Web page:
Towards the back of the relief corps, things are still shaking down. Blaine Boyer seems likely to retain his spot, while would leave Rule 5 pick Zack Kroenke, Esmerling Vasquez and Leo Rosales to battle it out for the final spot. Kroenke must be kept on the 25-man roster or the team risks losing him, and Rosales is out of options, so Vasquez appears to be low man on the totem-pole. Whether it's Kroenke or Rosales will likely be determined by spring training performance: last year, Rule 5 pick James Skelton was found wanting, but Arizona worked out a trade to retain him in the minors.

In The System

There's not much chance of help from the farm system immediately. Arizona did have what was regarded as a good draft in 2009, which helped replenish a system largely strip-mined of options in various trades, such as the one for Dan Haren. However, no-one picked there is remotely near ready to help the club: overall top prospect, pitcher Jarrod Parker, will miss much or all of the season after Tommy John surgery. The good news is, the Diamondbacks remain one of the youngest teams in the majors, and should not need a great deal of help from the minor leagues in the next year or two. Infielders Brandon Allen, Rusty Ryal and Tony Abreu, and outfielder Cole Gillespie could contribute, and are currently battling for the 25th spot - they may be better served with regular playing time in Triple-A.


It'll be manager AJ Hinch's first full season, having taken over 29 games into last season. It was undoubtedly a learning experience for him, so it'll be interesting to see how he handles things, being in charge from Opening Day. The team certainly needs to improve on its fundamentals - Arizona were ahead only of Washington in fielding percentage, with some embarrassingly inept play at times. That will need to be corrected if the team is to compete in 2010. As GM Josh Byrnes said, "We have enough talent to give us a chance, but I don't think that we have so much talent that we can be sloppy and win."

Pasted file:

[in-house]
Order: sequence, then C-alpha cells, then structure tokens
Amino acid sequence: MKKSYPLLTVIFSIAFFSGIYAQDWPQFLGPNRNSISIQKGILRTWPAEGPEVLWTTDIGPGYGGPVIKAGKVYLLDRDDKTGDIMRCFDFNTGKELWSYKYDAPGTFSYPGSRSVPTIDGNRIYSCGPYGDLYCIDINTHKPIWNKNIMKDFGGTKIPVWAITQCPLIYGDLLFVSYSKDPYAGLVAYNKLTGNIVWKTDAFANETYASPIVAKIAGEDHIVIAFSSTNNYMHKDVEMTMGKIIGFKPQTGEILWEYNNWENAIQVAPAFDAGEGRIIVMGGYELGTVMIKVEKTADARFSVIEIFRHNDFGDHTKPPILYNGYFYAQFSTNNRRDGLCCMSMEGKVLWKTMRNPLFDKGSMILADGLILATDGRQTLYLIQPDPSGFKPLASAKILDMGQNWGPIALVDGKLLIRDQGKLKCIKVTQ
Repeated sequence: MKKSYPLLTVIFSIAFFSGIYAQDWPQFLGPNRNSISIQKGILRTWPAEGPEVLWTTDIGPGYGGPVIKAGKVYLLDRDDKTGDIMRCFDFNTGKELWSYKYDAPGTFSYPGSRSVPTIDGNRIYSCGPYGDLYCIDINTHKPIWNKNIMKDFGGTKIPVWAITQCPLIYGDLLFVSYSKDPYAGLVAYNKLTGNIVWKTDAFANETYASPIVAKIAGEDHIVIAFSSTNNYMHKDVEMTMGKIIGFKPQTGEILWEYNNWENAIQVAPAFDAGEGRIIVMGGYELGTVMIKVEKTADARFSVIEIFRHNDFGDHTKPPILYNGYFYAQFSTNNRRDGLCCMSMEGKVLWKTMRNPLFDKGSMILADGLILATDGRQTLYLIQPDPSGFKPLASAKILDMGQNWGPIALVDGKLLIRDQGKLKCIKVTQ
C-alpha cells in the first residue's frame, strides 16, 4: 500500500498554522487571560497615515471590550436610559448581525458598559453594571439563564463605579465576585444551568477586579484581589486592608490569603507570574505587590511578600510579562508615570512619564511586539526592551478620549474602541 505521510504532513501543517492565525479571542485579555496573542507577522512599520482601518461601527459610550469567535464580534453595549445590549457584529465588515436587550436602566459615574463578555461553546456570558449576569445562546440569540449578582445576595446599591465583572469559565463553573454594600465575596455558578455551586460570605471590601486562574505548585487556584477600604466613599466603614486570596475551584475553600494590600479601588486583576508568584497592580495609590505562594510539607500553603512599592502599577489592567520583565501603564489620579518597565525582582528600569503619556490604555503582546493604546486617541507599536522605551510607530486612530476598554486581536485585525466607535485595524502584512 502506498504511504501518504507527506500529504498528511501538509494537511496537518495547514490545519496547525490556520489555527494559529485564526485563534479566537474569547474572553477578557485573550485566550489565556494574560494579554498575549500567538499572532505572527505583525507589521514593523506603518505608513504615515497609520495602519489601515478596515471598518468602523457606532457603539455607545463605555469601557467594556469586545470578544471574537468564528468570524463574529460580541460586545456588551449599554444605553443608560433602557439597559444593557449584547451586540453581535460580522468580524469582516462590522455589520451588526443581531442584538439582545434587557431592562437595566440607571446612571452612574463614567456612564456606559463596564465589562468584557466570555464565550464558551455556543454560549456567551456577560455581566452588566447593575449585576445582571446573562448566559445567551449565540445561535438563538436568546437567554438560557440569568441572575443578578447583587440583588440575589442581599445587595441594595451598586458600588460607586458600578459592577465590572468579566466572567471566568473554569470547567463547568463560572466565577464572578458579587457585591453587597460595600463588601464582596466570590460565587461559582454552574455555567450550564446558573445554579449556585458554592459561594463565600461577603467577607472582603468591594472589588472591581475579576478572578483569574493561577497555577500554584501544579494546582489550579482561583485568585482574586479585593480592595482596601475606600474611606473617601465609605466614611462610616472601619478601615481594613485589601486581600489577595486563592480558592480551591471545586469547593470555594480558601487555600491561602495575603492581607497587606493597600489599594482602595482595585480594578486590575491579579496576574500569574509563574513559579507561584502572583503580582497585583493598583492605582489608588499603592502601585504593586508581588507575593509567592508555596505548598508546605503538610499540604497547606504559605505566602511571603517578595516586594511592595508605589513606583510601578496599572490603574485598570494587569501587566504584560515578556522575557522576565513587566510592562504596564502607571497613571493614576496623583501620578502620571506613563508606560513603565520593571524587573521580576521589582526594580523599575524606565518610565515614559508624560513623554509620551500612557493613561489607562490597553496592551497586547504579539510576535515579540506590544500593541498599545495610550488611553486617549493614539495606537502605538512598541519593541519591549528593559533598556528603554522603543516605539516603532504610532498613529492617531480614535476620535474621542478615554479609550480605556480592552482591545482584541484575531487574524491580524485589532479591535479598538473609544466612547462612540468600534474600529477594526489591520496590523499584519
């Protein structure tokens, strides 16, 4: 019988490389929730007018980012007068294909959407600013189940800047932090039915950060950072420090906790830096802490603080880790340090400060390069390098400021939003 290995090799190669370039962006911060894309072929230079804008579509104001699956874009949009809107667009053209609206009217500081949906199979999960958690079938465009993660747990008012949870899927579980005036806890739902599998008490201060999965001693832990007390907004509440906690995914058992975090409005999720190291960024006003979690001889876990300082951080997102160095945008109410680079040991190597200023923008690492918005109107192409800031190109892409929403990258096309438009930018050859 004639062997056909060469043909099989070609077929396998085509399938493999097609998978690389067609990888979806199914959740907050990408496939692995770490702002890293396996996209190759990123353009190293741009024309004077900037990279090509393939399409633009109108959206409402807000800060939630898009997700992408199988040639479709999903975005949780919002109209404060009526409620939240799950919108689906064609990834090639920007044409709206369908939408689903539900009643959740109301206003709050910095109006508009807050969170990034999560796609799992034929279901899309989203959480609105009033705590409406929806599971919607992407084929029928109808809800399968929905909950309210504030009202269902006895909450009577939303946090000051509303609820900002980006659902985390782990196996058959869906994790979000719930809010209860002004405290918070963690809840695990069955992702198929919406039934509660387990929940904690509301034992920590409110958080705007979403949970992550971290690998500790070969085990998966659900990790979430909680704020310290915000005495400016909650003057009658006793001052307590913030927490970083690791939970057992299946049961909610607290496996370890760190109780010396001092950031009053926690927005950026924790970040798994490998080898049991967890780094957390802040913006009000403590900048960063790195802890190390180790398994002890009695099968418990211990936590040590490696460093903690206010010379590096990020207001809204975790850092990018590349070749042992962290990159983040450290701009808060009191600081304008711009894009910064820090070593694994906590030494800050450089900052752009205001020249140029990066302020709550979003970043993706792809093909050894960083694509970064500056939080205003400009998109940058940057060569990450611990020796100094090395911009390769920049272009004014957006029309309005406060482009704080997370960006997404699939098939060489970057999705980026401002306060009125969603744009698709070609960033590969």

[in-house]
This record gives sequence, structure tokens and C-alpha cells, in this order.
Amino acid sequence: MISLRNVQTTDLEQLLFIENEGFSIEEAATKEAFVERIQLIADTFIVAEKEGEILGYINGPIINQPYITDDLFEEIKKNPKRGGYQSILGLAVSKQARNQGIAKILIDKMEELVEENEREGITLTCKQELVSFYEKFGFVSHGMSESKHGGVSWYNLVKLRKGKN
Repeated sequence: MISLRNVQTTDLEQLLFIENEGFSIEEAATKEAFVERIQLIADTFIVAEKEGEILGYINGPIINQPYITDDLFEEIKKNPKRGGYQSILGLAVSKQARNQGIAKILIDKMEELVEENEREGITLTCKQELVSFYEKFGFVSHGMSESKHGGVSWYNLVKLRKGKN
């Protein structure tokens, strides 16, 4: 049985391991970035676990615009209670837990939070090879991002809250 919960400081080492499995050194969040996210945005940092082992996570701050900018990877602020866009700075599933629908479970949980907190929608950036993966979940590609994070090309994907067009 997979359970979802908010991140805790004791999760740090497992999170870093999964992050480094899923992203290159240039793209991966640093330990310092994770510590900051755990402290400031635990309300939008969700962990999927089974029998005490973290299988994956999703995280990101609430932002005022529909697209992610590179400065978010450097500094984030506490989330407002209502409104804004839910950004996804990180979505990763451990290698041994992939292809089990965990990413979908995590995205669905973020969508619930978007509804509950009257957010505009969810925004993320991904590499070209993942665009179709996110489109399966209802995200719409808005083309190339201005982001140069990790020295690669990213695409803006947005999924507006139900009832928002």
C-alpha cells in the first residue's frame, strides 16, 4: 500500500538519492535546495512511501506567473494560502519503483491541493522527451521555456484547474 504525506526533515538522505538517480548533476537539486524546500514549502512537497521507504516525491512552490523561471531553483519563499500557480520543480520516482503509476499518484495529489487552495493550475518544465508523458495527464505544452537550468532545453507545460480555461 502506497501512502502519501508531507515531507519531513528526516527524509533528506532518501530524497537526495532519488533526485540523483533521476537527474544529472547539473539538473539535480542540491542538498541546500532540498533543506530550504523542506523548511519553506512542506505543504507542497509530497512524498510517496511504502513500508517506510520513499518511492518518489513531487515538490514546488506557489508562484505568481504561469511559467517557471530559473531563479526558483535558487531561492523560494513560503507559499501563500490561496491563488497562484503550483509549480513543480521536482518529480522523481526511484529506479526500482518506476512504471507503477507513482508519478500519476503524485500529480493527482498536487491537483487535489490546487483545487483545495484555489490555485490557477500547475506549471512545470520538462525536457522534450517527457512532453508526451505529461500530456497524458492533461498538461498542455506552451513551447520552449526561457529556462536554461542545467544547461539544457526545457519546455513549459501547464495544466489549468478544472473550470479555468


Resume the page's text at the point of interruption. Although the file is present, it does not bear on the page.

The bookies currently rate us at 75/1 to win the World Series. If Webb is healthy, then that is a real steal, to the point where a five-hour drive to Vegas seems like a worthwhile investment. At this point, however, I will be leaving my life-savings under the mattrees; if they are without Webb, it is difficult to see how they can stand out in what should be a tight NL West. It seems that the team deserves some luck from the baseball gods, and if the undeniable collection of young talent in Arizona also finally gels, the 15-game or more turnaround needed to get us in the hunt is certainly not an impossibility.